It began shortly after lunch time on Wednesday, with a press conference by New York City police commissioner, Raymond Kelly.
Kelly announced that his department was “in discussions” with the Secret Service to coordinate a visit to the Sept. 11 memorial site at ground zero on Monday by Iranian President Mahmoud Ahmadinejad.
The New York Sun ran excerpts from the interview on its Web site early in the afternoon, and within hours, thousands of calls, e-mails, and faxes flooded into the office of New York Mayor Michael Bloomberg.
Outraged statements also poured in from presidential candidates Mitt Romney, Hillary Clinton, and former New York City Mayor Rudy Giuliani was talking tough on Iran during a visit to Britain.
Several hours later, a NYPD spokesman, Paul J. Browne, said that Kelly “misspoke.” The police commissioner had based his comments on “outdated information,” and Ahmadinejad’s request to lay a wreath at the memorial site had been denied.
But that was only the beginning of the story.
It turns out that Ahmadinejad still plans to visit ground zero, despite the refusal of New York’s finest to provide him with an official escort.
Instead of visiting the actual memorial, he will stay on public property adjacent to the World Trade Center ruins.
The news has galvanized leaders in the American Jewish community and the Iranian-American community, who are organizing protests to tag the Iranian president throughout his New York city visit.
Meanwhile, talk-radio hosts and leading bloggers have gotten onto the case.
Blogger and columnist Michelle Malkin has launched a special Web page devoted to “organizing a welcoming party” for the Iranian president, where she is also hosting an online poll.
“Where should Ahmadinejad be escorted next?” the poll asks. Readers can choose from the following answers: The U.S. Holocaust Museum, Guantanamo Bay, any college campus (“there’s a faculty position waiting for him, for sure”), Berkeley, or Jimmy Carter’s estate.
As of mid-afternoon on Thursday, half of the 2,332 respondents said he should be sent to Guantanamo Bay, with the U.S. Holocaust Museum a distant second.
The Iranian president also has been invited to speak at Columbia University’s School of International and Public Affairs at 1:30 pm on Monday, where he will be hosted by Carter administration National Security Council aid, Gary Sick.
Iranian-Americans have been writing and calling University President Lee Bollinger to protest.
Radio Sedaye Iran, the leading 24-hour Persian-language news radio in Los Angeles, called on its listeners on Thursday to join the protest movement, and gave on-air instructions of how they could send complaints to Columbia University president Lee Bollinger and to New York Mayor Bloomberg.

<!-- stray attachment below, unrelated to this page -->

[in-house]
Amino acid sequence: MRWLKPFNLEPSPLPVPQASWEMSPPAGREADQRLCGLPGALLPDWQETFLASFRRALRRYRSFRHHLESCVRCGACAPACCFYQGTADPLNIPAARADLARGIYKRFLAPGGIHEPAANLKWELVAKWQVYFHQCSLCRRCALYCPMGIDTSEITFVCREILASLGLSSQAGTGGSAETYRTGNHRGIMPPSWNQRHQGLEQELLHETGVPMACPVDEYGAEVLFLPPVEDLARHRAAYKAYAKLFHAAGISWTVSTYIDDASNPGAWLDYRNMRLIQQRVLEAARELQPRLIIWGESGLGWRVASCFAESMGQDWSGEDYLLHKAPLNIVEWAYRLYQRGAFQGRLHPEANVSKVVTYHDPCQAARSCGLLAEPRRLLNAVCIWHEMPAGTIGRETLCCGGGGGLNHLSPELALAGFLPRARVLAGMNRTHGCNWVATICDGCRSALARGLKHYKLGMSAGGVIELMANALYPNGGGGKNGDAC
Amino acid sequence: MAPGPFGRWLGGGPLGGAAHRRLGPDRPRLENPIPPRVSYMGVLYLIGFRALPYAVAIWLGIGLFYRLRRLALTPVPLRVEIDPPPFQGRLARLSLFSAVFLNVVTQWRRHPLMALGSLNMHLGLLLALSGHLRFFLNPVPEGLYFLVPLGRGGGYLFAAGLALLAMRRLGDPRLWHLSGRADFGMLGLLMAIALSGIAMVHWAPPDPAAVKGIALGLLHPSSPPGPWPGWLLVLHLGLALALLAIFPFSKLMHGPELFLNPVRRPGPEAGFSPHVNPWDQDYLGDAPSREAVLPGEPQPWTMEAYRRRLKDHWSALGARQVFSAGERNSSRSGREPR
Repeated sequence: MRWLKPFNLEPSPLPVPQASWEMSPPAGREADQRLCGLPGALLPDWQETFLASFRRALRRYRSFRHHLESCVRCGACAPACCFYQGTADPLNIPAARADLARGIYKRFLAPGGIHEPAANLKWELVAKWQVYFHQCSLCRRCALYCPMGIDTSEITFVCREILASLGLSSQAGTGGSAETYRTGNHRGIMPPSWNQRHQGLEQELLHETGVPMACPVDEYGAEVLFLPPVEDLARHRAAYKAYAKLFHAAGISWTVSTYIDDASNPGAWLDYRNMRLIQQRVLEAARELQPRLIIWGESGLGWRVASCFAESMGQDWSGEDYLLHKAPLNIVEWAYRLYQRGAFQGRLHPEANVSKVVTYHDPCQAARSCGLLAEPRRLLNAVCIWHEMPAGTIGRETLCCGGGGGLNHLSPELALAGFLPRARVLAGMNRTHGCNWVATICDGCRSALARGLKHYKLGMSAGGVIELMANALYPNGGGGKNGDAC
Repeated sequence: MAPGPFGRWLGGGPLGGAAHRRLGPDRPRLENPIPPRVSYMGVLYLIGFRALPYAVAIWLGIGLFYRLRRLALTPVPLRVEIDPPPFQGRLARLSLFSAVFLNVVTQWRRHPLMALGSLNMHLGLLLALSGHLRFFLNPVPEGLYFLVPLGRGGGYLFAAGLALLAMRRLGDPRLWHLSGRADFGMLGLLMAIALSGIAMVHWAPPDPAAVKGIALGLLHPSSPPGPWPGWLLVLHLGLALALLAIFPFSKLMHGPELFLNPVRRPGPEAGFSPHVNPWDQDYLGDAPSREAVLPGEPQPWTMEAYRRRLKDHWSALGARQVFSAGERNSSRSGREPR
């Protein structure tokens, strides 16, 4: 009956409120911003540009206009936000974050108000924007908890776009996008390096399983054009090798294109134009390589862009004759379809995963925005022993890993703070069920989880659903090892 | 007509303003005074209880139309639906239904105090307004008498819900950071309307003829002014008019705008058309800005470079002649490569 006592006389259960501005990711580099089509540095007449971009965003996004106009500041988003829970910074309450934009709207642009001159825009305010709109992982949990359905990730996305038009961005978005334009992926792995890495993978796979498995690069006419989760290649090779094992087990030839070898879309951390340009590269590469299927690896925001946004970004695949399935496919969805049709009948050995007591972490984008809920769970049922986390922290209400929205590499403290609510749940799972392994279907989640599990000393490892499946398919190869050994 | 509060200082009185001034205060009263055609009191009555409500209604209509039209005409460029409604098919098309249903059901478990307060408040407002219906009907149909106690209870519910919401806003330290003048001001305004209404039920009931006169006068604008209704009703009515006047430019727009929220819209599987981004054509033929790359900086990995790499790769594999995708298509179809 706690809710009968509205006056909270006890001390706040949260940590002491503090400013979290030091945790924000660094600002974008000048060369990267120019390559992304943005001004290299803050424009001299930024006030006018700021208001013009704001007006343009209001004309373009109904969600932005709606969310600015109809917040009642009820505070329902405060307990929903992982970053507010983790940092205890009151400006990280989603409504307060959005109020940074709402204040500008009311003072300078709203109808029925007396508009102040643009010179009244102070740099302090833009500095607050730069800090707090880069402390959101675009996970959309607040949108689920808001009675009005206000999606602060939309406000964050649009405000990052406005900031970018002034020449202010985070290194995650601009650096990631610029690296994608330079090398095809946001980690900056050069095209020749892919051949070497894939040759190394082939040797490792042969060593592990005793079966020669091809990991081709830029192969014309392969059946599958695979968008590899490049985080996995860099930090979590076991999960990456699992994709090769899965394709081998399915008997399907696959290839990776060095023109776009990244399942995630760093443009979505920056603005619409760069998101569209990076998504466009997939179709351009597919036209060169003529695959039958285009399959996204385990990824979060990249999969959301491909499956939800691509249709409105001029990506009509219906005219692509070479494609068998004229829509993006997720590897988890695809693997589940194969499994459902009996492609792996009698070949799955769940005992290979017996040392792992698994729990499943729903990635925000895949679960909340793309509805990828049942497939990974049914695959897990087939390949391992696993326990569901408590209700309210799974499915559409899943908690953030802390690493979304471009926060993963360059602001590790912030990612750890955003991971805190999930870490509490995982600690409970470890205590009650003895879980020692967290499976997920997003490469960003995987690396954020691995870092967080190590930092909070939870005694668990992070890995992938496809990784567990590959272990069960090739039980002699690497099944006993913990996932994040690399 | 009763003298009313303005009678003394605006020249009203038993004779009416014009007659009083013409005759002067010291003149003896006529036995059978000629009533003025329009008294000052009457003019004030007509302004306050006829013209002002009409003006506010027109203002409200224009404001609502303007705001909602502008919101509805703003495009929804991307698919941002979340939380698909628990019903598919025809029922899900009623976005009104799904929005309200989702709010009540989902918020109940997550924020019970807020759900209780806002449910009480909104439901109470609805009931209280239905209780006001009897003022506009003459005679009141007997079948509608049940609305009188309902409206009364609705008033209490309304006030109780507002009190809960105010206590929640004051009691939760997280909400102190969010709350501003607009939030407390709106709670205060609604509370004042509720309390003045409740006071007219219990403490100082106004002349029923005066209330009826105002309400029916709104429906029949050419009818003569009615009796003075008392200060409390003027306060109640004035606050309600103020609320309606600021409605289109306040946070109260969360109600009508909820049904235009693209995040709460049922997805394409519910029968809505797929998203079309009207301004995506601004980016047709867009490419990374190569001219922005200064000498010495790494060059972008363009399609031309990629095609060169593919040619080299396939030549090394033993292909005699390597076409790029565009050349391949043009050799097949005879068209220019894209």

Roozbeh Farahanipour, a leader of the 1999 student uprising in Tehran, told NewsMax that Americans need to understand that Ahmadinejad does not represent the Iranian people.
“Ahmadinejad has been selected by the Supreme Leader and by a government that openly boasts that they do not represent the people of Iran, but Allah,” he said.
Sam Kermanian, president of the Iranian-American Jewish Federation, dismissed the visit with humor, saying he didn’t expect Ahmadinejad’s performance to be any different from previous years.
“The only thing left to be seen is whether another halo will appear around his head,” Kermanian said, referring to Ahmadinejad’s claim, widely reported in Iran, that he was surrounded by a celestial light the last time he addressed the U.N.
During a U.N. visit by former President Mohammad Khatami in the late 1990s, the State Department hurriedly moved the presidential aircraft to Andrews Air Force base near Washington, DC to prevent lawyers for the families of terror victims from attaching it to pay damages.
But such high-profile antics aren’t in the cards this year, said Steve Perles, a lawyer for the family of Alisa Flatow and other terror victims.
“Ahmadinejad is a visiting head of state and the United States gave him permission to come,” he told NewsMax. “If we thought we even had a 50/50 chance of keeping his aircraft, I’d attach it in a heartbeat.”
Last year, lawyers for the families of 12 Jewish Iranian citizens who disappeared while trying to flee Iran during Khatami's presidency served a subpoena on Khatami while he was attending a fundraiser in Arlington, Va. for the Council on American-Islamic Relations, CAIR.
The ground-breaking lawsuit, filed suit in a New York court in September 2006, gave Khatami 20 days to respond to the allegations that he was directly responsible for the torture and disappearance of Iranian citizens.
Instead, the former Iranian president left the country and has not returned, despite a close relationship with Episcopal Bishop John Chane, who hosted Khatami at the National Cathedral during his trip last year.
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